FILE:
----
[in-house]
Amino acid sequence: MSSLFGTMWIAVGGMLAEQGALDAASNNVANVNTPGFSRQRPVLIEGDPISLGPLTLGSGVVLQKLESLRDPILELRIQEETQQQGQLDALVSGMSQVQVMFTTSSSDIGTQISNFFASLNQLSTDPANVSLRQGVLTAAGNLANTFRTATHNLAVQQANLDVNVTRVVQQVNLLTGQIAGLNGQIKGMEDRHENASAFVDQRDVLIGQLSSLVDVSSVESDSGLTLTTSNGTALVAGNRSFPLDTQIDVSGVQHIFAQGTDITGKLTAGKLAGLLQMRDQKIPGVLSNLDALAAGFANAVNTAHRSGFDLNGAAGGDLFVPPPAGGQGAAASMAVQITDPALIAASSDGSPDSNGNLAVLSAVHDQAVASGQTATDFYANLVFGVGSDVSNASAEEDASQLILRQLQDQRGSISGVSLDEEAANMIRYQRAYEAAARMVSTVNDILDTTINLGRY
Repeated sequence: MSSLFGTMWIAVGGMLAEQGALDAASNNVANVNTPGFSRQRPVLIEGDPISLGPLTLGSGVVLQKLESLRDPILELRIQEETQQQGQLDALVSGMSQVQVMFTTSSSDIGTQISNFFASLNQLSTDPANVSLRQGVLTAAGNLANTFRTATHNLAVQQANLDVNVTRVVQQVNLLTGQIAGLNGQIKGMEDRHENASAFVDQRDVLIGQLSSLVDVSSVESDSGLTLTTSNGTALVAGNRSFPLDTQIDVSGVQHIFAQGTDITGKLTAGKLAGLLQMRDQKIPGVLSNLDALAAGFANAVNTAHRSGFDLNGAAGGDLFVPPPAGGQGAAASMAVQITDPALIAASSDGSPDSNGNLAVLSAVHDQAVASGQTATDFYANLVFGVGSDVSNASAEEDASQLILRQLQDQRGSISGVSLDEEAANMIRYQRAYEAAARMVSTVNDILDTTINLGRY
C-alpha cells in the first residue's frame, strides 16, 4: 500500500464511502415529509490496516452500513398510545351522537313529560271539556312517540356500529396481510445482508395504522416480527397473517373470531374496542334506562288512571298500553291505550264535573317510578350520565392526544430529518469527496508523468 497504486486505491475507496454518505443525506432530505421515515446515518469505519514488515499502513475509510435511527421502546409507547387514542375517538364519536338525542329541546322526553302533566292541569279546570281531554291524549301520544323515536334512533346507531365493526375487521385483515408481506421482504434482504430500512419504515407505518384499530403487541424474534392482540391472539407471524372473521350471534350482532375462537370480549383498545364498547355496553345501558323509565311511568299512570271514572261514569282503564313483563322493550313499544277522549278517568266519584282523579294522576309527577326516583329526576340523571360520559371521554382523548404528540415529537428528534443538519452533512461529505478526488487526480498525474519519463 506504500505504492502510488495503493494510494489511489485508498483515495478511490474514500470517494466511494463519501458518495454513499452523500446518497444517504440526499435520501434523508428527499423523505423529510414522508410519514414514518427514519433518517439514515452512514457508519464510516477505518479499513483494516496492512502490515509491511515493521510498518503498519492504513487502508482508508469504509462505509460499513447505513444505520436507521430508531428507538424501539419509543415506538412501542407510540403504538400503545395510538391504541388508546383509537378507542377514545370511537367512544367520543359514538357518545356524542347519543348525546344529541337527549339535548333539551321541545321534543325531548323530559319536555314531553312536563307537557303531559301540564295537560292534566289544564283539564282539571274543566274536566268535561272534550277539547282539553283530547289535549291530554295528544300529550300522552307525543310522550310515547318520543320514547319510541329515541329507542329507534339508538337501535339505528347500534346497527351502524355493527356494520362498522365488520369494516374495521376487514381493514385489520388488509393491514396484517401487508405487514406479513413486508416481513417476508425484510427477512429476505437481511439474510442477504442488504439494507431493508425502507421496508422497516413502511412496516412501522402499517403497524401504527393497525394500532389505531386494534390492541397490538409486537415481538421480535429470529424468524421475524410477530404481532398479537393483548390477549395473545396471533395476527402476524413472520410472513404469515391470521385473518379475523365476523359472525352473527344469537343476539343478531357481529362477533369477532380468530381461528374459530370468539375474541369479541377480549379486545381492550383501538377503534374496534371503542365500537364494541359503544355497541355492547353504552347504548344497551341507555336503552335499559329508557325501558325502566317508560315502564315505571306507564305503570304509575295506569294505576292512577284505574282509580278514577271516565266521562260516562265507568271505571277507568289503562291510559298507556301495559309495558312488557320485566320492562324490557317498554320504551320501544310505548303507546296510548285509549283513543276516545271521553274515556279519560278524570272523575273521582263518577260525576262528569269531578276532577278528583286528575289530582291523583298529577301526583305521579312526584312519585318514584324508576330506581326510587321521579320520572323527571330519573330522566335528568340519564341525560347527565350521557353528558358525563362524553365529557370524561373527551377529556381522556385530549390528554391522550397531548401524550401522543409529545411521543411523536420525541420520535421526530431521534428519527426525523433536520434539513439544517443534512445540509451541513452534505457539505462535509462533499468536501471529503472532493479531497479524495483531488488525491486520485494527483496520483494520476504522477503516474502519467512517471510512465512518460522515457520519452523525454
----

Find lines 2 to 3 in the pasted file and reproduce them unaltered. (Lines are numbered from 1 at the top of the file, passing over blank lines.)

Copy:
Amino acid sequence: MSSLFGTMWIAVGGMLAEQGALDAASNNVANVNTPGFSRQRPVLIEGDPISLGPLTLGSGVVLQKLESLRDPILELRIQEETQQQGQLDALVSGMSQVQVMFTTSSSDIGTQISNFFASLNQLSTDPANVSLRQGVLTAAGNLANTFRTATHNLAVQQANLDVNVTRVVQQVNLLTGQIAGLNGQIKGMEDRHENASAFVDQRDVLIGQLSSLVDVSSVESDSGLTLTTSNGTALVAGNRSFPLDTQIDVSGVQHIFAQGTDITGKLTAGKLAGLLQMRDQKIPGVLSNLDALAAGFANAVNTAHRSGFDLNGAAGGDLFVPPPAGGQGAAASMAVQITDPALIAASSDGSPDSNGNLAVLSAVHDQAVASGQTATDFYANLVFGVGSDVSNASAEEDASQLILRQLQDQRGSISGVSLDEEAANMIRYQRAYEAAARMVSTVNDILDTTINLGRY
Repeated sequence: MSSLFGTMWIAVGGMLAEQGALDAASNNVANVNTPGFSRQRPVLIEGDPISLGPLTLGSGVVLQKLESLRDPILELRIQEETQQQGQLDALVSGMSQVQVMFTTSSSDIGTQISNFFASLNQLSTDPANVSLRQGVLTAAGNLANTFRTATHNLAVQQANLDVNVTRVVQQVNLLTGQIAGLNGQIKGMEDRHENASAFVDQRDVLIGQLSSLVDVSSVESDSGLTLTTSNGTALVAGNRSFPLDTQIDVSGVQHIFAQGTDITGKLTAGKLAGLLQMRDQKIPGVLSNLDALAAGFANAVNTAHRSGFDLNGAAGGDLFVPPPAGGQGAAASMAVQITDPALIAASSDGSPDSNGNLAVLSAVHDQAVASGQTATDFYANLVFGVGSDVSNASAEEDASQLILRQLQDQRGSISGVSLDEEAANMIRYQRAYEAAARMVSTVNDILDTTINLGRY